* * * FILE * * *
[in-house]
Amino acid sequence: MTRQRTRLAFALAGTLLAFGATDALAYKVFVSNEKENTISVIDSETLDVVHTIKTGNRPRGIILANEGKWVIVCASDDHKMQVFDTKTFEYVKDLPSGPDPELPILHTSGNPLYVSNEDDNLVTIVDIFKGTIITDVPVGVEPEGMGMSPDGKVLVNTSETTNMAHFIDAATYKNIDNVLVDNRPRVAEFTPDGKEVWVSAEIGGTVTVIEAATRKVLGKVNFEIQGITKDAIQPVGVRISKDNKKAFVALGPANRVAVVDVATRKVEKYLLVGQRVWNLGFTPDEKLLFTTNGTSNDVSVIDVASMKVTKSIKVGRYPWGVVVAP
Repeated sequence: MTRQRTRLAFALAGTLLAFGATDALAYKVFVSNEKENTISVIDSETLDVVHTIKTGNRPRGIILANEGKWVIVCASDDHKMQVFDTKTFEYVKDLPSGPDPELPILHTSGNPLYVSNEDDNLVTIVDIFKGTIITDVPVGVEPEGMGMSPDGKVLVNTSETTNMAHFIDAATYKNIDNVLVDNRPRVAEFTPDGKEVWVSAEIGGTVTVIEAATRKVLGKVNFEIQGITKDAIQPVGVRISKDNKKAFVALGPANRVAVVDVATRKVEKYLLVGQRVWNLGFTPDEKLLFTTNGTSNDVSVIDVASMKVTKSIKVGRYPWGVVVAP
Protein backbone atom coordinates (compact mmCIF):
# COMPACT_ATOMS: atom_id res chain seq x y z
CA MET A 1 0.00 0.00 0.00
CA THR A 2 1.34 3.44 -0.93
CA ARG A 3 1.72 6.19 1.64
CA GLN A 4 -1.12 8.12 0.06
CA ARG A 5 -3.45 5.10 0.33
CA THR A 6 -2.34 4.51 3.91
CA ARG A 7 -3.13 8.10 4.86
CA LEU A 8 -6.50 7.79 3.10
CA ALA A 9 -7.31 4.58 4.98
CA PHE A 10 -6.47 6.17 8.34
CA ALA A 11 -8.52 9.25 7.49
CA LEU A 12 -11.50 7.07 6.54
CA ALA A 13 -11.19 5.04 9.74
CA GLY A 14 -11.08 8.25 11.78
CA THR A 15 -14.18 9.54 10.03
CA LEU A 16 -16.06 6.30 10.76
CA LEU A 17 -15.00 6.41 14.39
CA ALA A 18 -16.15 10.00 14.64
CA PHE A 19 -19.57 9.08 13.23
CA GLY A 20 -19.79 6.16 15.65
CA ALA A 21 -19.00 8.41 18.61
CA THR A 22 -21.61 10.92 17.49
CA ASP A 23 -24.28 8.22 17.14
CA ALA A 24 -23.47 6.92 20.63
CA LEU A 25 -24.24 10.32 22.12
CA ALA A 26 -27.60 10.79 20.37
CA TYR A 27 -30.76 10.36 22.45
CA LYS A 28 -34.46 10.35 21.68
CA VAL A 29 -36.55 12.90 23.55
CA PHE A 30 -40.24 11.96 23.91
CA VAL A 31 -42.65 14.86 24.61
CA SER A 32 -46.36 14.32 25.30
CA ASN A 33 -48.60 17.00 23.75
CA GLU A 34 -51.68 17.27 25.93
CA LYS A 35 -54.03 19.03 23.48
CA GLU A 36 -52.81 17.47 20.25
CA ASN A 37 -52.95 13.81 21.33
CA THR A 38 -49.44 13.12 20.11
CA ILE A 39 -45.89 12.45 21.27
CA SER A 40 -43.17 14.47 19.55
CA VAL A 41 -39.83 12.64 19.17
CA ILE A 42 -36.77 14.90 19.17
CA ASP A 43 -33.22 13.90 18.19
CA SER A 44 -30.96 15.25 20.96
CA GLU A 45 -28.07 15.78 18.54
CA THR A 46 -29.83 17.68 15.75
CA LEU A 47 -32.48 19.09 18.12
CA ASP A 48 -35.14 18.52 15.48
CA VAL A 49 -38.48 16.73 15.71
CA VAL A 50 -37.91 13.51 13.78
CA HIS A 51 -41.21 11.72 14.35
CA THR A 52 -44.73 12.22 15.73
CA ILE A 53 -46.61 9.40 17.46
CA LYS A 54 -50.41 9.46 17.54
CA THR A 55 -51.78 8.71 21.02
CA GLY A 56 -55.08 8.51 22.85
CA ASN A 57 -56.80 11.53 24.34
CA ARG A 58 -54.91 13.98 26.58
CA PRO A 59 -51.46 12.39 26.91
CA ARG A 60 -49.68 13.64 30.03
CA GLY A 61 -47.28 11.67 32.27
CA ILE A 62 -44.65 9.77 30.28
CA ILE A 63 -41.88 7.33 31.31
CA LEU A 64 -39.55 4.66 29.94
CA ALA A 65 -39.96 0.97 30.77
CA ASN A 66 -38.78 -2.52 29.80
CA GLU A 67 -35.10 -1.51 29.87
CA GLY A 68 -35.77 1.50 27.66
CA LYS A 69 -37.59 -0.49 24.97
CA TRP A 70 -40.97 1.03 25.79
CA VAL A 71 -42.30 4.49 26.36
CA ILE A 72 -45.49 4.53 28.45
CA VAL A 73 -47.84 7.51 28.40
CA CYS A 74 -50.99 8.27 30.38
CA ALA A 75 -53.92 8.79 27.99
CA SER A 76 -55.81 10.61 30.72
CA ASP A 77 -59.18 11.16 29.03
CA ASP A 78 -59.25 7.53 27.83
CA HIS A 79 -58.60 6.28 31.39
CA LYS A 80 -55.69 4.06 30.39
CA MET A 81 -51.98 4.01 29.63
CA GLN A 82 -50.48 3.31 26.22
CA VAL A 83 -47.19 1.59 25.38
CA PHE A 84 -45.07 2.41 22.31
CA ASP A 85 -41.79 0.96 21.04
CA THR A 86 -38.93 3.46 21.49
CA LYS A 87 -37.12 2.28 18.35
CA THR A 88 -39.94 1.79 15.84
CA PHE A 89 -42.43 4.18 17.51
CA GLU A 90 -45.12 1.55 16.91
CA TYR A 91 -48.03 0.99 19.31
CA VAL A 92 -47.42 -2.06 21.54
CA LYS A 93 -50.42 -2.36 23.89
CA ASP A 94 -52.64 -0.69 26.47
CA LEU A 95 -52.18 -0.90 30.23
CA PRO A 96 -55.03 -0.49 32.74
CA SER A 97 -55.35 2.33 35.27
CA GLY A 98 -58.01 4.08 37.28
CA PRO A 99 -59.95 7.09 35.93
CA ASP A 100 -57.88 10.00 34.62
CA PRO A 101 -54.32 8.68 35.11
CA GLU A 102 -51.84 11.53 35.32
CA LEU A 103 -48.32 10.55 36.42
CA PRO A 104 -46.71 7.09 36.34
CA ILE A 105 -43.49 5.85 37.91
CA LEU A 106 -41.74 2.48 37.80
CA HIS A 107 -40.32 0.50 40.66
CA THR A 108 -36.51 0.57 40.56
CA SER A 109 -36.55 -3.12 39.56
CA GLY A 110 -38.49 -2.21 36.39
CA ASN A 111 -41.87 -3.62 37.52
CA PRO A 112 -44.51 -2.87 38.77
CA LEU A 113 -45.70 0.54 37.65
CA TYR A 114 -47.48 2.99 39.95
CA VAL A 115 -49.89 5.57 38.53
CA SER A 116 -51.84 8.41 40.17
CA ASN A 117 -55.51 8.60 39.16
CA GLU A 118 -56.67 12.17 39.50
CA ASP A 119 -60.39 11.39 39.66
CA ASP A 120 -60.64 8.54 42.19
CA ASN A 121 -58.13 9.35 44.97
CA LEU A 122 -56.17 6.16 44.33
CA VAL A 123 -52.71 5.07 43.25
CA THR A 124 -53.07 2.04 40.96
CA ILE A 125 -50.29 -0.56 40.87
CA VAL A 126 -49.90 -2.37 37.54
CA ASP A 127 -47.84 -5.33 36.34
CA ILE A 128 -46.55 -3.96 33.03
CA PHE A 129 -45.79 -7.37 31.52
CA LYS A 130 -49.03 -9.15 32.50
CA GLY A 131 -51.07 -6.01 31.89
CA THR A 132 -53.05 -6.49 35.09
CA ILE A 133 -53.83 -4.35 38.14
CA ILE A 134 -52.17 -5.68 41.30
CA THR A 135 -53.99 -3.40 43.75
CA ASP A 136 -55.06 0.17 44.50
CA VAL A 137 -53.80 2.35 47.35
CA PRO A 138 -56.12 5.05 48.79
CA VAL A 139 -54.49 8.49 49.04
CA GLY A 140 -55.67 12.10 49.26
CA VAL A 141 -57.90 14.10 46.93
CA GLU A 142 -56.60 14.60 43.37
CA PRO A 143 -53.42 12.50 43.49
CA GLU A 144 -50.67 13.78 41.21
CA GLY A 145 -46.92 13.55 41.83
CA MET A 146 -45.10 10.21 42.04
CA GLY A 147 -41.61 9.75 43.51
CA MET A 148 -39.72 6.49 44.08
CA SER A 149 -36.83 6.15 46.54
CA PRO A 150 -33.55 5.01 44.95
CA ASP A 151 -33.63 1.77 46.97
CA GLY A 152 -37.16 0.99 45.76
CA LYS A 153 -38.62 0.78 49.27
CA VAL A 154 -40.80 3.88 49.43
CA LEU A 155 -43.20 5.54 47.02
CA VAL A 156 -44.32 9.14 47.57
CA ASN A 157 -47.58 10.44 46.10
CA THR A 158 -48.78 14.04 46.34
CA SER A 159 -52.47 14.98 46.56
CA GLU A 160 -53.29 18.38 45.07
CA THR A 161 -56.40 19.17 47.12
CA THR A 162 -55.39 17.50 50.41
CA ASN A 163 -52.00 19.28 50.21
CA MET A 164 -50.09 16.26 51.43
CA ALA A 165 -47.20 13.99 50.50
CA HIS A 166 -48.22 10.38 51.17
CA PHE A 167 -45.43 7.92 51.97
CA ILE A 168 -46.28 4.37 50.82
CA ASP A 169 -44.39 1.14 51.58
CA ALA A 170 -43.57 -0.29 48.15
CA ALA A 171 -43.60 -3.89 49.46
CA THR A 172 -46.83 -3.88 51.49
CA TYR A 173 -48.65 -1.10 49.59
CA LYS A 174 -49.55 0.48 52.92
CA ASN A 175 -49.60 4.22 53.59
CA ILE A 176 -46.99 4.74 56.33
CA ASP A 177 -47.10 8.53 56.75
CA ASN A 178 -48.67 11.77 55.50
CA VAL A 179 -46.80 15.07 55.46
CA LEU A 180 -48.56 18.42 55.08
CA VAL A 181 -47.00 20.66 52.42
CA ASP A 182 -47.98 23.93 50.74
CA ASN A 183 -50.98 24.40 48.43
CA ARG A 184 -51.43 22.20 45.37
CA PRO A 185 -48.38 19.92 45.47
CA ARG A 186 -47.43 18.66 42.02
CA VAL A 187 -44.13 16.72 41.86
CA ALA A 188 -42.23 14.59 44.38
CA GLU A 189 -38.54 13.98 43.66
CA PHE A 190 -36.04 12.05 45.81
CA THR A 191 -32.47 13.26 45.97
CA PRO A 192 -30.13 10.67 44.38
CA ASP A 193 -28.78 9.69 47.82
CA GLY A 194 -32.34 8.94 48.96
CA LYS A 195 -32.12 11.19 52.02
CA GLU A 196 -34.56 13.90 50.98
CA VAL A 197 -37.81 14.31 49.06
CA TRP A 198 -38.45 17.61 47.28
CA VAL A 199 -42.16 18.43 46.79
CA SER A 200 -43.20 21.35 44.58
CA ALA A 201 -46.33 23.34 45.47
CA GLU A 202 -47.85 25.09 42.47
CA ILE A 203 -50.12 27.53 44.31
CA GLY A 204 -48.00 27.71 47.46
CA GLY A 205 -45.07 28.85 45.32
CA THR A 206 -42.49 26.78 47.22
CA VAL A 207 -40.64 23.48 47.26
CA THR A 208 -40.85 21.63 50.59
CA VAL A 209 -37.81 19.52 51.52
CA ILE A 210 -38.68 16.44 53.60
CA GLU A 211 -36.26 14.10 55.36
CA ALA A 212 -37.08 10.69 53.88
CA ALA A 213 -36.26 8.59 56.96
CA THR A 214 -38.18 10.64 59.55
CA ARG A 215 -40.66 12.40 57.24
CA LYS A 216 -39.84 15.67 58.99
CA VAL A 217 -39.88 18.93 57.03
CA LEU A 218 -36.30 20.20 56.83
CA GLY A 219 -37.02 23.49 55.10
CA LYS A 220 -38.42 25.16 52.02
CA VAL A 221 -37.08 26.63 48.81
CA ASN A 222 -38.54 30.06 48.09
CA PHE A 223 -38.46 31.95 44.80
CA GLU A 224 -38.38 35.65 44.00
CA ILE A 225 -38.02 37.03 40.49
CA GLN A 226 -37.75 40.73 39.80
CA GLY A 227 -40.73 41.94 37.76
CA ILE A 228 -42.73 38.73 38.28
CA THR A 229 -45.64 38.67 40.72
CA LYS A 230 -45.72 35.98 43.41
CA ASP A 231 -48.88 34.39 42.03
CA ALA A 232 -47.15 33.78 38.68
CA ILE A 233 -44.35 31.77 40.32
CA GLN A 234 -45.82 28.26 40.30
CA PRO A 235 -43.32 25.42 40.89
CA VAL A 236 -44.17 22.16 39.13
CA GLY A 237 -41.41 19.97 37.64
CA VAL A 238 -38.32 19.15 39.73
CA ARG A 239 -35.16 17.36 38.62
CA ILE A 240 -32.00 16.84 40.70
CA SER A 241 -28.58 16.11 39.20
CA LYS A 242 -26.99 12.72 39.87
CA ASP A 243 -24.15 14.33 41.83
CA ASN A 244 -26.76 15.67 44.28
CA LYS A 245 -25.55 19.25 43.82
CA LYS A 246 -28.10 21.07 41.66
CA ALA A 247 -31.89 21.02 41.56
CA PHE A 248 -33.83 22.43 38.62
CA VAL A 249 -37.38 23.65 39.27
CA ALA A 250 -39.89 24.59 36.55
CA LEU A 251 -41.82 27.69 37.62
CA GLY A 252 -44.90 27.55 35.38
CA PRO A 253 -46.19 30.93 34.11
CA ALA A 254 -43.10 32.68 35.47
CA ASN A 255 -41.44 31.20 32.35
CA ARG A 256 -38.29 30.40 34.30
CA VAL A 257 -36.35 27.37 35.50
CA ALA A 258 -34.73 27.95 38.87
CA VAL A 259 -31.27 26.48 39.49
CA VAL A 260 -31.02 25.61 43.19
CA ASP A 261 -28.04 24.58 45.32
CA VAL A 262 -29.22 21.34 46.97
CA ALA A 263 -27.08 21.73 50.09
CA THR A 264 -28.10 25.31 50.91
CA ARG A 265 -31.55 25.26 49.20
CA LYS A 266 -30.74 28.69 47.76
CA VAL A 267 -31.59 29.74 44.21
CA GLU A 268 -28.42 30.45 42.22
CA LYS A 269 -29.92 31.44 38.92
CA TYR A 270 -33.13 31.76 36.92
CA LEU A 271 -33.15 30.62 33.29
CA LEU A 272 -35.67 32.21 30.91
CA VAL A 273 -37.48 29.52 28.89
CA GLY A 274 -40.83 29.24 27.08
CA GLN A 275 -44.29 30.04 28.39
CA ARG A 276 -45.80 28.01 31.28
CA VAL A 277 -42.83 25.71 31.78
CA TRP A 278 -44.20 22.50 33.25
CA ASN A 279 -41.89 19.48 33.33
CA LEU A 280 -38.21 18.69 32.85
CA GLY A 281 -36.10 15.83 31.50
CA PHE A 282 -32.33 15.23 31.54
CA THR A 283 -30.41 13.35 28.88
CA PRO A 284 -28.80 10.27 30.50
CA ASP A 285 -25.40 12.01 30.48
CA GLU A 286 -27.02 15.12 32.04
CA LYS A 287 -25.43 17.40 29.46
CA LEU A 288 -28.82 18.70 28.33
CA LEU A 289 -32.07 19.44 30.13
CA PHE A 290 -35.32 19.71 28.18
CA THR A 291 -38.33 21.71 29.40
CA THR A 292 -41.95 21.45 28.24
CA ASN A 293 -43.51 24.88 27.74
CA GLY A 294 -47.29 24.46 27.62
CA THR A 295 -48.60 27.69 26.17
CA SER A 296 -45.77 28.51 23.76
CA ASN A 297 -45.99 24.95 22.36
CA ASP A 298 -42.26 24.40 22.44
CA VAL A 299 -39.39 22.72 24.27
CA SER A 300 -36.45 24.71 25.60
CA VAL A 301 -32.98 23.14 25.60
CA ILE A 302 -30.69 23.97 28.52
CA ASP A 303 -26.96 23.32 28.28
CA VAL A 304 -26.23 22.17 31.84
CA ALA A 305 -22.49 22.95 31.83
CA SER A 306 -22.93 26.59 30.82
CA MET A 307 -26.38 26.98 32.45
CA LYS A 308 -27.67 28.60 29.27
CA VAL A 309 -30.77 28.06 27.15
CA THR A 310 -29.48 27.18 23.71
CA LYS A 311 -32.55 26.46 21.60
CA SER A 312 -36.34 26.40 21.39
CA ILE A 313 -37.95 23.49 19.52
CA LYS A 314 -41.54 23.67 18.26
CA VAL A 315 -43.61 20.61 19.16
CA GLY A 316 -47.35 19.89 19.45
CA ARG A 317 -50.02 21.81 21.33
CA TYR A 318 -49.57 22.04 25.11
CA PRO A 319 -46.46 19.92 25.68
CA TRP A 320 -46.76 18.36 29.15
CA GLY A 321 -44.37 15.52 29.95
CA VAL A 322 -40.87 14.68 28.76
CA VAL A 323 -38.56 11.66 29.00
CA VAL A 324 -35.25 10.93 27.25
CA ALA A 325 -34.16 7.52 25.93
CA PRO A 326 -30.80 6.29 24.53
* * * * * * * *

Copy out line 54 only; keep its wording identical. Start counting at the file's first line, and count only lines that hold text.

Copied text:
CA VAL A 49 -38.48 16.73 15.71